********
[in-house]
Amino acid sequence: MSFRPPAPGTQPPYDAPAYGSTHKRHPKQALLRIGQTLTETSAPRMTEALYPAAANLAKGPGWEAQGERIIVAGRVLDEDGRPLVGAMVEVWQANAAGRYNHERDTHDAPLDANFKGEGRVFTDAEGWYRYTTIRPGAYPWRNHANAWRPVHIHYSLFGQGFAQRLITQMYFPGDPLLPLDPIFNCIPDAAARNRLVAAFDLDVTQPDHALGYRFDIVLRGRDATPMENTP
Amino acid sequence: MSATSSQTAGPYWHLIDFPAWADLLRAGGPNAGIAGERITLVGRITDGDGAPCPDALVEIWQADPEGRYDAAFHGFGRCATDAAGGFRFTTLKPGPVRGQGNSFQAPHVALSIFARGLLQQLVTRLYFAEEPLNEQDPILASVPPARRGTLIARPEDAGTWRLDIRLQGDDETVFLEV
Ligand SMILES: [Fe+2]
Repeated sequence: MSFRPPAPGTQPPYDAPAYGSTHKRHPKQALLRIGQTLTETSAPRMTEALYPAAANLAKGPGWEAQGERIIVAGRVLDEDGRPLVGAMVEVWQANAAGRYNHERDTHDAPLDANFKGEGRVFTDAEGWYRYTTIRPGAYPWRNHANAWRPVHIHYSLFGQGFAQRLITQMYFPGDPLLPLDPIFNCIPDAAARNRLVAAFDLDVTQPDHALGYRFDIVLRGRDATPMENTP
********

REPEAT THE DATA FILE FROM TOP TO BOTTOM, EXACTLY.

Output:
[in-house]
Amino acid sequence: MSFRPPAPGTQPPYDAPAYGSTHKRHPKQALLRIGQTLTETSAPRMTEALYPAAANLAKGPGWEAQGERIIVAGRVLDEDGRPLVGAMVEVWQANAAGRYNHERDTHDAPLDANFKGEGRVFTDAEGWYRYTTIRPGAYPWRNHANAWRPVHIHYSLFGQGFAQRLITQMYFPGDPLLPLDPIFNCIPDAAARNRLVAAFDLDVTQPDHALGYRFDIVLRGRDATPMENTP
Amino acid sequence: MSATSSQTAGPYWHLIDFPAWADLLRAGGPNAGIAGERITLVGRITDGDGAPCPDALVEIWQADPEGRYDAAFHGFGRCATDAAGGFRFTTLKPGPVRGQGNSFQAPHVALSIFARGLLQQLVTRLYFAEEPLNEQDPILASVPPARRGTLIARPEDAGTWRLDIRLQGDDETVFLEV
Ligand SMILES: [Fe+2]
Repeated sequence: MSFRPPAPGTQPPYDAPAYGSTHKRHPKQALLRIGQTLTETSAPRMTEALYPAAANLAKGPGWEAQGERIIVAGRVLDEDGRPLVGAMVEVWQANAAGRYNHERDTHDAPLDANFKGEGRVFTDAEGWYRYTTIRPGAYPWRNHANAWRPVHIHYSLFGQGFAQRLITQMYFPGDPLLPLDPIFNCIPDAAARNRLVAAFDLDVTQPDHALGYRFDIVLRGRDATPMENTP